The breeze picked up slightly and dust whirled abound the men's feet as they ambled to the lake. The men gathered at the lake as before, Mister Odie stood towering before them. “How many of you would like to live here?” Mister Odie asked. Out of the original twenty-two, only eleven held up a hand. Among them were Jim and Willie, most of the others were black also. “Out of the rest, if the opportunity should arise, how many of you would live out here?” “What's the count foreman?” Mister Odie asked, and waited for the count to be completed. “Close to fifty I reckon Mista Odie.” “Good, in the morning have a crew plot out fifty lots and mark them. We will hold a drawing to see where each will live. If some trading is needed that can be worked on also. Men with families will draw first.” Mister Odie said, smiling. “Let me say this. You all have made a fine house, one to be proud of. With each other’s help, you can do much better. You now have the knowledge and skills. You also have the base materials and the tools. All you need is the strength and will to see your dreams achieved. “For the rest of you, I will back any loan you will need to make this dream take place. I have started the job that you need to finish. By next week you will begin the last, and the largest project on this farm.” “Last project? What's that?” Willie asked Jim. Jim shrugged and returned his attention to Mister Odie. Mister Odie smiled, and motioned for the Douglas brothers to come forward. “Tell them about this project, and thank you for not speaking of this before now.” “You're welcome Mister Odie.” Ken answered. “Men, Mister Odie wants us to build him another house. The work will be hard and it should take about ninety days.” “Another house?” “Ninety days?” “Where?” The questions erupted from the crew in a mixture of disbelief and awe. “It only took us ten days to build the first one, and now we're a team.” Bob Rogers called out. “That's true Bob, but this house is not like the small A-frame we threw together.” John said, with a chuckle. “Threw together?” Martin asked, taken aback. “Wait a minute! Hear us out. The house is going to be one hundred by fifty-five by four stories.” Ken said loudly, so that he could be heard over the crowd of voices. “That's just a little bigger than the other one, except the height.” A man called, from the back of the crowd. “The measurement is in yards. It's going to be the size of a football field.” Ken said, bringing complete silence to the group. “Yards!?” Another man said, not believing his ears. “Yes yards. You see it's to be a meeting hall, a gathering place for all to come and talk. More will be coming here, and they will need a place to start. I have given you the beginning you needed and now you will give them their's.” Mister Odie said, loud enough to be heard by everyone. “This place will also have a garden to walk in and a place for children to play. Across the road, in the heart of that tree stand, a Long House will be constructed, as the first was, by men who want to build something of simple beauty and of great craftsmanship.” “It will stand as long as one man, woman, or child finds comfort, there. If more men are needed, they will come from you. Your words will bring them. Your strength will help them in the start. All of this will be done by the foreman and the committee you will form.” “It sounds like another church to me.” Orin Michaels, called out. “No!” Mister Odie's thunderous voice, stunned the crowd. “It is a meeting hall. No religious dogmas circulated within its walls. If that need arises, you may build your church upon the foundation amongst the honored dead. Nevertheless, remember how it was found when you first arrived.”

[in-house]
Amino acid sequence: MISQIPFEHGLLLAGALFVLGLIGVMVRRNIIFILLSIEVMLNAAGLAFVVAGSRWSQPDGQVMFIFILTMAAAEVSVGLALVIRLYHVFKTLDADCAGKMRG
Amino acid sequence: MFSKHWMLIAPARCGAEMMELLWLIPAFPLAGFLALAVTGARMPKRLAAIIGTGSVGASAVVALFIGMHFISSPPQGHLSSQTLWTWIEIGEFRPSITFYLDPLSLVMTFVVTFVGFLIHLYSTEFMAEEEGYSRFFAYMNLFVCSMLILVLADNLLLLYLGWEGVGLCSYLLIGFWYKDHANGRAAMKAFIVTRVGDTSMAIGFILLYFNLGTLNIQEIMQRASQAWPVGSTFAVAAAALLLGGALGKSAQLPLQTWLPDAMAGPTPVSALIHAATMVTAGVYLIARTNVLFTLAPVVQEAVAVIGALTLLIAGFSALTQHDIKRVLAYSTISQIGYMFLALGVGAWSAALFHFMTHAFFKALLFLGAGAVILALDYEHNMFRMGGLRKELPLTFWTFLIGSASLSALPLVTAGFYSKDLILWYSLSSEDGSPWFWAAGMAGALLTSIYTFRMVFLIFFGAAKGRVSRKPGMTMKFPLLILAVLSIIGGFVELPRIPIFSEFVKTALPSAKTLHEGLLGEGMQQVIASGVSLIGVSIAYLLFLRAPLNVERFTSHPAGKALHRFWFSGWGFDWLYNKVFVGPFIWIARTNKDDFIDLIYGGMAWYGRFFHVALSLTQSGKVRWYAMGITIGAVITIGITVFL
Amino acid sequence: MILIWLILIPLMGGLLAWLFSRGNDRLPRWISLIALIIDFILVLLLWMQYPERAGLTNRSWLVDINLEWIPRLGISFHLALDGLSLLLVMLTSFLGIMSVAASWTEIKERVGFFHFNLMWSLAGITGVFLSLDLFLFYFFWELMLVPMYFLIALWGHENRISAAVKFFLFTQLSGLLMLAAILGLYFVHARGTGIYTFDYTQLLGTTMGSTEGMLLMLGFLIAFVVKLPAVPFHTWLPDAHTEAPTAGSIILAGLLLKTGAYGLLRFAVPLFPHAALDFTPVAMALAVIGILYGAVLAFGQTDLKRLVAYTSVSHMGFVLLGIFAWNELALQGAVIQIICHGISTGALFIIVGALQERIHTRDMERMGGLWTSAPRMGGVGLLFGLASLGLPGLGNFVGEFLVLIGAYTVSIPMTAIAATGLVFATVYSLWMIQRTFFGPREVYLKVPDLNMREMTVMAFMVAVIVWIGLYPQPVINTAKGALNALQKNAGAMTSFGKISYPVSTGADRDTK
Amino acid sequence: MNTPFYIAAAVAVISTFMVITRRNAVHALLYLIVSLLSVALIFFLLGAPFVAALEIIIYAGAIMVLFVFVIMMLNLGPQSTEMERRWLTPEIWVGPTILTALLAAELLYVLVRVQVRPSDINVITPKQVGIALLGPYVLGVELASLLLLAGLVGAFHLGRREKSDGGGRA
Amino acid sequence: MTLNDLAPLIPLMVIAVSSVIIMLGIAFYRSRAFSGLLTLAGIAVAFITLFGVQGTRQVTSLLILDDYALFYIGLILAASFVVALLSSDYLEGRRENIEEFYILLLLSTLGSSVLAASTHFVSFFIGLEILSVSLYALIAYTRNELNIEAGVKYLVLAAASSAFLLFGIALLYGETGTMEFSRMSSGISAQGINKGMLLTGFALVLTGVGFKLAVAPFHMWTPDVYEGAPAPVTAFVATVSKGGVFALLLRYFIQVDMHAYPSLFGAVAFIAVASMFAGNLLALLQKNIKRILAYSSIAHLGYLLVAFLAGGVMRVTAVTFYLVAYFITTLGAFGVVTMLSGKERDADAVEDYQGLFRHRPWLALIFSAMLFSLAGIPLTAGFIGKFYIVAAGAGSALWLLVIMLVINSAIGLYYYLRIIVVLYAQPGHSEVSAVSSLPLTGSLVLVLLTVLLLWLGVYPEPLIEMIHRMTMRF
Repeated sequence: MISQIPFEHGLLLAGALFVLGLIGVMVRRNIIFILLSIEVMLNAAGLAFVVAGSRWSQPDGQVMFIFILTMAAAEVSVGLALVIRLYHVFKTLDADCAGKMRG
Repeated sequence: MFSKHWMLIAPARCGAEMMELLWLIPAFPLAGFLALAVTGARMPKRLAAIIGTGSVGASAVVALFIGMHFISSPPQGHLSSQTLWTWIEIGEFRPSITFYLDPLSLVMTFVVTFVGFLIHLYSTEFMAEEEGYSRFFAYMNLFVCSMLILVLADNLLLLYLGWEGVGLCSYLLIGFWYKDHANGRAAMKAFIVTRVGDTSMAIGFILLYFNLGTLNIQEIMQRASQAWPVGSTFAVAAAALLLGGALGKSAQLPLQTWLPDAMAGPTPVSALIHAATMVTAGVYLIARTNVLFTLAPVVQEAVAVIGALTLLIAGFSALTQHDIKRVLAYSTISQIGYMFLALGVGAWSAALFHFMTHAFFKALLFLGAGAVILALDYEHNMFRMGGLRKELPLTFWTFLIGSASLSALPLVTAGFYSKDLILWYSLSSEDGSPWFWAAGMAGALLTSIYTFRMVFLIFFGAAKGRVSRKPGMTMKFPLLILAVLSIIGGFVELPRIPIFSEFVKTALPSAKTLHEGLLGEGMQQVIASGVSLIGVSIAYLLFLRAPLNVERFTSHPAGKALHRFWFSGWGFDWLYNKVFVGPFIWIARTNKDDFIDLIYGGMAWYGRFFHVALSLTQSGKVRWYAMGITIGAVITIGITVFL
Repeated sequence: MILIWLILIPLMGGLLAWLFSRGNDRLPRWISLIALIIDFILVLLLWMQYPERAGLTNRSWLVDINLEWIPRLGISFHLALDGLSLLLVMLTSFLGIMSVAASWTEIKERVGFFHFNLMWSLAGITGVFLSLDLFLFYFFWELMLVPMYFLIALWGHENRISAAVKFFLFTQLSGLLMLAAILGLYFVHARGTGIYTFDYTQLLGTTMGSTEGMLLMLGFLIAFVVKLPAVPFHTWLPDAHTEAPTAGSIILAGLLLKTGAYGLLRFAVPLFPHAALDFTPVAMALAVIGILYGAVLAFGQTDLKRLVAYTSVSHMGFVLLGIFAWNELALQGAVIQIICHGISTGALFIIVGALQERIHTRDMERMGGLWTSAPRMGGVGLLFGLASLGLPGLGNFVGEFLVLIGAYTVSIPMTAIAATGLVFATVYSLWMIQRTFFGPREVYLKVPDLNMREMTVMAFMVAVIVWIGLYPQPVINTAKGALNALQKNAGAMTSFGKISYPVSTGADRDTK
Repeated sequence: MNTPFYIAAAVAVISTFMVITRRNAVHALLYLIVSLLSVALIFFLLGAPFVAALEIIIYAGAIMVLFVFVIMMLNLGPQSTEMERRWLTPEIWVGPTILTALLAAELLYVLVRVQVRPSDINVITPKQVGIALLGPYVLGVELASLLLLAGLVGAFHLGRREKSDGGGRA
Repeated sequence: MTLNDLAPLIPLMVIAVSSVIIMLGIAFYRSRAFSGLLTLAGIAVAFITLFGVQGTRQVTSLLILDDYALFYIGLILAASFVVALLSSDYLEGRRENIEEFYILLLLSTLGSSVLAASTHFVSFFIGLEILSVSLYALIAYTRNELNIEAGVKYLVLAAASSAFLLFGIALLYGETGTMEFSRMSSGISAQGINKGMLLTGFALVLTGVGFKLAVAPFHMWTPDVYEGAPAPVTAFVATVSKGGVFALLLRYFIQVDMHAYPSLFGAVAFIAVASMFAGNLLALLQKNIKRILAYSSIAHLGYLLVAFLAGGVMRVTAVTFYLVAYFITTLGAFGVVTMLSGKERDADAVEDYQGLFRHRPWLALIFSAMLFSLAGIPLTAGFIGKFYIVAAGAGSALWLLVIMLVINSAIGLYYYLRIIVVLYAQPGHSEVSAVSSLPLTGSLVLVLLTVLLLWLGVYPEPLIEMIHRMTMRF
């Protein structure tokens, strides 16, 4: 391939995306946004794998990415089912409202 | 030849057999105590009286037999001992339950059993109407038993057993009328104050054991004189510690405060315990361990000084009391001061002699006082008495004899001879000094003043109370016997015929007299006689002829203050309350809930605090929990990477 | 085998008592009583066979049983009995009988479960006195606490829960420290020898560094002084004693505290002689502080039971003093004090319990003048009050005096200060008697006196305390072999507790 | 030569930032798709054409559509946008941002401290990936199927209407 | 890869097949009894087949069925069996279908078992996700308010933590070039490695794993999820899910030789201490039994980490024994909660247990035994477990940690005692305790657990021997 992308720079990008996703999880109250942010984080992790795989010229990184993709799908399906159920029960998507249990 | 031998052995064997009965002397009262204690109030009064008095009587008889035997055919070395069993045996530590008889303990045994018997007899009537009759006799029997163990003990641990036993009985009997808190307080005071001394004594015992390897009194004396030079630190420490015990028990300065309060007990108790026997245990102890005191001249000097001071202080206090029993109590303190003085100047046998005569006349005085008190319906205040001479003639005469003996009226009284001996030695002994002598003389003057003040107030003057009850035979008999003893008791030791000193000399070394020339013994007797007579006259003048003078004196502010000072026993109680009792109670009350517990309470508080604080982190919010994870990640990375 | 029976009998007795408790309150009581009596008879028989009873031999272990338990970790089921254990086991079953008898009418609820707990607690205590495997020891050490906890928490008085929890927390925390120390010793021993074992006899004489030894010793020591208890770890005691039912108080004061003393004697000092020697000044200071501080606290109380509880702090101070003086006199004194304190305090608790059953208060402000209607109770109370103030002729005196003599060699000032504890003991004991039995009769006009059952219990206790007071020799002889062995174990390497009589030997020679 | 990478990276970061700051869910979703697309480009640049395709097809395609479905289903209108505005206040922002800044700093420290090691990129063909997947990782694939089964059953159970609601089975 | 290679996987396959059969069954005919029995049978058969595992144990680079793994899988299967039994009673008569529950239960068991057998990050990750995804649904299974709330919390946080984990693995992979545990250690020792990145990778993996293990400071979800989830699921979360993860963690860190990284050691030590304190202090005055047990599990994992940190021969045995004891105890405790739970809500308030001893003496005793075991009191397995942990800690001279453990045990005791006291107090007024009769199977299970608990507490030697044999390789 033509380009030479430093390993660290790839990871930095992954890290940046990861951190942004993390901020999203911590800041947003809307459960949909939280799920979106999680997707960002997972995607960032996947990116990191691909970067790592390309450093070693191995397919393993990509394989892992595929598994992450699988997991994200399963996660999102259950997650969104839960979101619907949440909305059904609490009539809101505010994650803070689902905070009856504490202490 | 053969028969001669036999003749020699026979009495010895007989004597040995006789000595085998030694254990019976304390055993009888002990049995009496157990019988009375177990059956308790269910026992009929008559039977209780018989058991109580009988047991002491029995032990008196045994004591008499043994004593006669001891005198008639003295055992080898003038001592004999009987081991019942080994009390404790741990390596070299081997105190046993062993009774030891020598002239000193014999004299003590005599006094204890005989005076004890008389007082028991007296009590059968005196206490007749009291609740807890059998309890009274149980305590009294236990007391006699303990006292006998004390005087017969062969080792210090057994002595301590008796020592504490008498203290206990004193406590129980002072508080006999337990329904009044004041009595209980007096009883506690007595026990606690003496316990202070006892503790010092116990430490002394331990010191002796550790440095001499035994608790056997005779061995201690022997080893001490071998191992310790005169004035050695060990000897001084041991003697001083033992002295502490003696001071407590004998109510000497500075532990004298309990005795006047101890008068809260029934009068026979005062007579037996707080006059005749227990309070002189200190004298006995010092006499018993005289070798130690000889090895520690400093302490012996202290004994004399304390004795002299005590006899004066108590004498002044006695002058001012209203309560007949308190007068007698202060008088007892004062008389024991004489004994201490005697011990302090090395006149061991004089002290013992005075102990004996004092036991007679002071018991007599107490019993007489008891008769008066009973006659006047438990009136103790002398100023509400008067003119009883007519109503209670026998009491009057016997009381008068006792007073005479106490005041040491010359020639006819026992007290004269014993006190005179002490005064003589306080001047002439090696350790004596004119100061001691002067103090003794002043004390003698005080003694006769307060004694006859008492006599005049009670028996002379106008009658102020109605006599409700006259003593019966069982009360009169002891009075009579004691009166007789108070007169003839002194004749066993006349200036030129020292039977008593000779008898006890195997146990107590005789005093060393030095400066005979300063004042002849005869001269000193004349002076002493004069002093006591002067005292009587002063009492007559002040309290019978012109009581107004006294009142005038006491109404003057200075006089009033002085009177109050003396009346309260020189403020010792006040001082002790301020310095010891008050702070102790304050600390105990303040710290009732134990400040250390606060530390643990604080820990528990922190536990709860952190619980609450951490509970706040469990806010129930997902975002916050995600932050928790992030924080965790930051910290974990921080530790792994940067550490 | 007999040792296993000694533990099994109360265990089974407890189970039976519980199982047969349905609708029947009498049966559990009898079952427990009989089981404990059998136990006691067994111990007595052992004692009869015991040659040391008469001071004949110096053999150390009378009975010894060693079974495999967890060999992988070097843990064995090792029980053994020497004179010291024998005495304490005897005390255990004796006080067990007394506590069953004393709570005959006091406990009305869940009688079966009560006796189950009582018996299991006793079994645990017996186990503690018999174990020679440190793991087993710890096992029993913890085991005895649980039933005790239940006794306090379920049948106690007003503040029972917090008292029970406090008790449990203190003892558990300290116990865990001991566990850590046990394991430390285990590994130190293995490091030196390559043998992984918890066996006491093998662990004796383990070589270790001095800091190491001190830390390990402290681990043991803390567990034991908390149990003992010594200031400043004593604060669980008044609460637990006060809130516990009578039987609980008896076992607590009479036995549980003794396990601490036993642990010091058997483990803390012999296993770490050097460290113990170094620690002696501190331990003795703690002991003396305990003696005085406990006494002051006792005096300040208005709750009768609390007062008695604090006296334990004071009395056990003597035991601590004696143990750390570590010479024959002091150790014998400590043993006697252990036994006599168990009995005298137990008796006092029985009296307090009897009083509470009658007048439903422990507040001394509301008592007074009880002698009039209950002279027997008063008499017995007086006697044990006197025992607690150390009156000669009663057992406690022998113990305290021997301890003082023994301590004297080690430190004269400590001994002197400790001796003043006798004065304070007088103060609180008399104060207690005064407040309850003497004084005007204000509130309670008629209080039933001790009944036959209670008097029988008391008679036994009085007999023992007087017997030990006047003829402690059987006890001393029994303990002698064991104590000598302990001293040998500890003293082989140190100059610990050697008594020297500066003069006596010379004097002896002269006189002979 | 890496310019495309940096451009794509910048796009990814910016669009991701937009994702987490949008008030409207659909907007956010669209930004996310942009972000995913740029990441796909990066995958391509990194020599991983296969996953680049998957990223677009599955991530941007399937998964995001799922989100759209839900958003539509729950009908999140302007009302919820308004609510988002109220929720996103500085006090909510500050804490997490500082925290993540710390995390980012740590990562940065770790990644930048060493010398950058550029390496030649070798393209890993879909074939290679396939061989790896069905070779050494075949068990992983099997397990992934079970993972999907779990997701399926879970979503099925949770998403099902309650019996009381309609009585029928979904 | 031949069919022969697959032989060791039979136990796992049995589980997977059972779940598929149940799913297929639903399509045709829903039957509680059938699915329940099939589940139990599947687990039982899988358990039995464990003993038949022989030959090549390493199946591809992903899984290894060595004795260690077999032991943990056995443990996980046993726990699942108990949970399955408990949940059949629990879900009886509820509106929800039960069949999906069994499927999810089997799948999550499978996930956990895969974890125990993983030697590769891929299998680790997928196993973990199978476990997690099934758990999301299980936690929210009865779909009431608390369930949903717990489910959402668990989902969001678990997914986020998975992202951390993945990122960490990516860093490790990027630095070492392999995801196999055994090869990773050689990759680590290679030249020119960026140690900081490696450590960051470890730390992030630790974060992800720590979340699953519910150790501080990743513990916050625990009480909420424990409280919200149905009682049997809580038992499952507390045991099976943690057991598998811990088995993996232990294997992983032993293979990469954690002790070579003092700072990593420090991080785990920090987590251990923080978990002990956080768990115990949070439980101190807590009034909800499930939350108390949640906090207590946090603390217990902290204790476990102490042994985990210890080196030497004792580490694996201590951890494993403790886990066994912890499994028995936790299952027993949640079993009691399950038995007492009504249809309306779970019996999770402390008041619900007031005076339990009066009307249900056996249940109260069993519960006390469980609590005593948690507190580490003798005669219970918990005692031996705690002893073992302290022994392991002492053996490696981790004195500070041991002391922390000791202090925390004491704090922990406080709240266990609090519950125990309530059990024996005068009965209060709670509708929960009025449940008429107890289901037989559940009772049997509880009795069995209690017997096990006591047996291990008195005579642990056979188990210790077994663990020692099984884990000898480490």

“The Long House is a neutral ground that families can be as they are with no one, telling them they are wrong or right, black or white, weak or strong. The only thing to be spoken within the walls is the truth. No matter how hurtful that truth may be.” “The truth is eternal, it will last throughout the passage of time, for only you can know what the truth is as it is spoken from the heart.” “But, what is the truth, Mister Odie?” Adam asked, in a small voice. “If all of you believe it to be so, then it is, Adam.” Jim said, to his son. “The entire world's scholars and churches said, that the sun moved around the earth and that here, was the center of the universe. Was that the truth Jim?” Mister Odie asked. Jim didn't know about such things so he remained silent. “The entire civilized world, believed the black man had the mark of Cain on him and he was no better than a beast of burdens. Was that also the truth?” Mister Odie asked, again. “No suh. That be a lie. We be as good as any men, no mater what his color.” Jim said, then had to draw in a deep breath, to calm his anger. “Jim, you said yourself, that if all believe it, then it’s the truth.” Mister Odie said. “I doan believes it, so it ain't so.” Jim said, and Willie nodded in agreement. “That is the point of the Long House. No one knows what the truth is, about anything. It is only an opinion. Even if you all agree that your opinions are true, there is still the doubt, that you are all wrong.” “How you decide, these things reflect on every one of you. So beware of the trap, it is always in front of you. Remember the quaint old saying of King Solomon, Judge not, for you shall be judged.” Mister Odie finished, and then waited with his hands crossed over his chest. He didn't have long to wait. “Why, that's from the bible Mista Odie.” Willie said. “In your opinion, Willie. No one knows for sure who said it first. Ever since the first cave man drew on a wall with charcoal, writers have been plagiarizing each other's work.” Mister Odie said softly, and they all took his point to heart.